Last November, Huawei took a leap toward that future by unveiling the Starlight Tower 星光巨塔 app, an interactive augmented-reality game. The app runs a bit like Pokemon Go, transforming a user’s surroundings into an immersive AR experience. This January, Huawei launched a demo of the underlying 3D-mapping technology, known as Cyberverse, in Beijing’s Shougang Park (which recently became globally famous for hosting some Winter Olympics skiing events). Analysts regard the technology as the backbone of any future Huawei metaverse product.

The company’s leading position in 5G, along with thousands of other patents in VR, chips, and operating systems, will be especially useful for its metaverse ambitions.

3. Alibaba

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The ecommerce giant showcased its metaverse ambitions early when it invested $790 million in the augmented-reality unicorn Magic Leap in 2016. Since then, the company has invested more than $1 billion into AR- and VR-related startups.

In May 2021, Alibaba (阿里巴巴) unveiled its first digitally generated celebrity idol, Ayayi, an AI-powered character that bears an eerie resemblance to humans, from her facial expressions to body movement. In December, Alibaba established its own “XR lab” — XR meaning “extended reality,” an industry term for products related to virtual and augmented reality — and its Zoom-like workplace app, DingTalk, which just launched new AR glasses to allow users to conduct virtual meetings.

Beyond a big push into virtual shopping, marketing, and other offerings, Alibaba has also tried to bulk up its advantage in cloud computing infrastructure. It is already the world’s third-largest cloud provider after Amazon and Microsoft, and it recently set up another cloud computing service platform called Cloud Mirror. Alibaba has also applied for a number of trademarks recently, including “Ali Metaverse” and “Taobao Metaverse.”

The metaverse presents a chance for Alibaba to reinvent itself, moving away from the highly saturated ecommerce industry — which has gone out of favor with Beijing.

4. Baidu

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China’s search giant Baidu (百度) launched “the first Chinese-made metaverse product” in December 2021. Known as Xirang 希壤 (“Land of Hope”), the metaverse tech was revealed by CEO Robin Li (李彦宏 Lǐ Yànhóng) at an AI developers conference held virtually through the app.

Ordinary Chinese, as well as journalists, could join the conference by downloading the Baidu metaverse app through smartphones and PCs along with headsets from ByteDance-backed VR hardware maker Pico. At the conference, Li spoke of a “golden decade” of artificial intelligence and “man-to-computer symbiosis.”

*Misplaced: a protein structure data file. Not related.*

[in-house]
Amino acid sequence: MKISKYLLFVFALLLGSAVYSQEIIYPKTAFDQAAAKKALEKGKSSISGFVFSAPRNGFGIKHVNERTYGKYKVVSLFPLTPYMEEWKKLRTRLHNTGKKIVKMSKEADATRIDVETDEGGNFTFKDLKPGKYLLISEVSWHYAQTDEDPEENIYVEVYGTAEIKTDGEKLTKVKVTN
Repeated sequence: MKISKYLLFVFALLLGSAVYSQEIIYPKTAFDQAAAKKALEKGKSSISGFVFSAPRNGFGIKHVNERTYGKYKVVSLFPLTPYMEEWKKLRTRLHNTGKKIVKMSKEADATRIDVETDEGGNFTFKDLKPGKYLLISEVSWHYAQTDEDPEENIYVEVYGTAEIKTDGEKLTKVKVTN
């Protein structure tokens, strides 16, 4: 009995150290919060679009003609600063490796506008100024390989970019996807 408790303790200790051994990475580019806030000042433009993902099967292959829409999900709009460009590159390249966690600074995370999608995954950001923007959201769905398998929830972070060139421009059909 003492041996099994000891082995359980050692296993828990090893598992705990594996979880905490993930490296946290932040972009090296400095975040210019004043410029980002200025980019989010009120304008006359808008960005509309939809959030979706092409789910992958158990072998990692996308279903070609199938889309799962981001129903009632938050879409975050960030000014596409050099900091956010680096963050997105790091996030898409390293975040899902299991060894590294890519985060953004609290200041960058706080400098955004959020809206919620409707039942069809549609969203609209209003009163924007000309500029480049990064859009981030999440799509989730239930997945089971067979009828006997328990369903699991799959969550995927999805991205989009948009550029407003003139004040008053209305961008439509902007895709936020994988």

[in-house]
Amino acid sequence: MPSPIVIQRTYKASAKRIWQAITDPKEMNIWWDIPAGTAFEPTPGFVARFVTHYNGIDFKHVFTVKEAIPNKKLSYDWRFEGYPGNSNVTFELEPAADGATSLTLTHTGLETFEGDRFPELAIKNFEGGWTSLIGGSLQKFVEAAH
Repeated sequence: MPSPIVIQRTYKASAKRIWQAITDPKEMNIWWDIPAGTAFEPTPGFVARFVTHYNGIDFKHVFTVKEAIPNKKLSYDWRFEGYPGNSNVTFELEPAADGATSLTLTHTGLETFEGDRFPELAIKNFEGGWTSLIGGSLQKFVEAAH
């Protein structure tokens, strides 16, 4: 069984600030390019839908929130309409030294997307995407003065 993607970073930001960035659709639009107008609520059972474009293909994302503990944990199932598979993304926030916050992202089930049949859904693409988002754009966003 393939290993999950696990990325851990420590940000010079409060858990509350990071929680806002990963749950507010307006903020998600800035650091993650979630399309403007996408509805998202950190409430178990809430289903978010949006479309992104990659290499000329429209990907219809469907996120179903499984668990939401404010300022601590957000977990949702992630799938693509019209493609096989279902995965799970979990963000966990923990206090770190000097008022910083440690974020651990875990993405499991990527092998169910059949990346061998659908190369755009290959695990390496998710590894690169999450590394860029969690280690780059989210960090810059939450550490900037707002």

The event flopped. CGTN, China’s state-run broadcaster, panned the software as a “terrible experience.” Unlike Tencent, Baidu is not a gaming outfit and graphics are not its forte; its core competence is artificial intelligence, at which it has excelled through major breakthroughs in driverless-car tech, translation, speech and image recognition, conversational AI, and more. But its early metaverse release is a statement rather than a sales pitch, a declaration that the tech giant is ready to slug it out in this emerging field. Baidu has made its fair share of hardware investments — through subsidiaries such as iQiyi and its latest line of VR headsets called QIYU.

While the search giant has never been strong in gaming, its specialty in AI makes anything possible.

5. NetEase

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NetEase (网易) is China’s other major gaming giant after Tencent. The company has a range of metaverse-related competencies in fields such as VR/AR, AI, cloud gaming, and blockchain.

In August 2021, NetEase’s AI arm released an immersive virtual meeting system called Yaotai 瑶台, akin to a Chinese, VR-powered Zoom. This year, the gaming giant plans to make a big step into the metaverse by rolling out its own user-generating content platform (a competitor with Tencent and Roblox). User-generated games, by fostering a constant social engagement in a stable digitally immersive environment, are seen by some big-name developers as the gateway to the metaverse.

NetEase has been incorporating VR/AR elements into its games since 2016, when one of its VR games was offered on the Google Daydream platform, an early iteration of VR gaming that was discontinued in 2019 due to low adoption. In 2017, NetEase made a big investment in Niantic, the developer of the AR blockbuster Pokemon Go. The company has showcased some AR hardware, including an exhibition of its cardboard AR glasses HoloKit, though it remains a major weakness in its business.

NetEase has a powerful technology stack to execute a metaverse concept. With the right execution, it has the potential to beat out bigger competitors.

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6. ByteDance

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TikTok’s parent company, ByteDance (字节跳动), is currently beta-testing its own metaverse app called Party Island 派对岛, a competitor to Baidu’s XiRang and Huawei’s Starlight Tower. The tech giant denied the “metaverse” label, but the social network isn’t conceptually far off, allowing users to create personal avatars, chat in a virtual world, and schedule real-world events.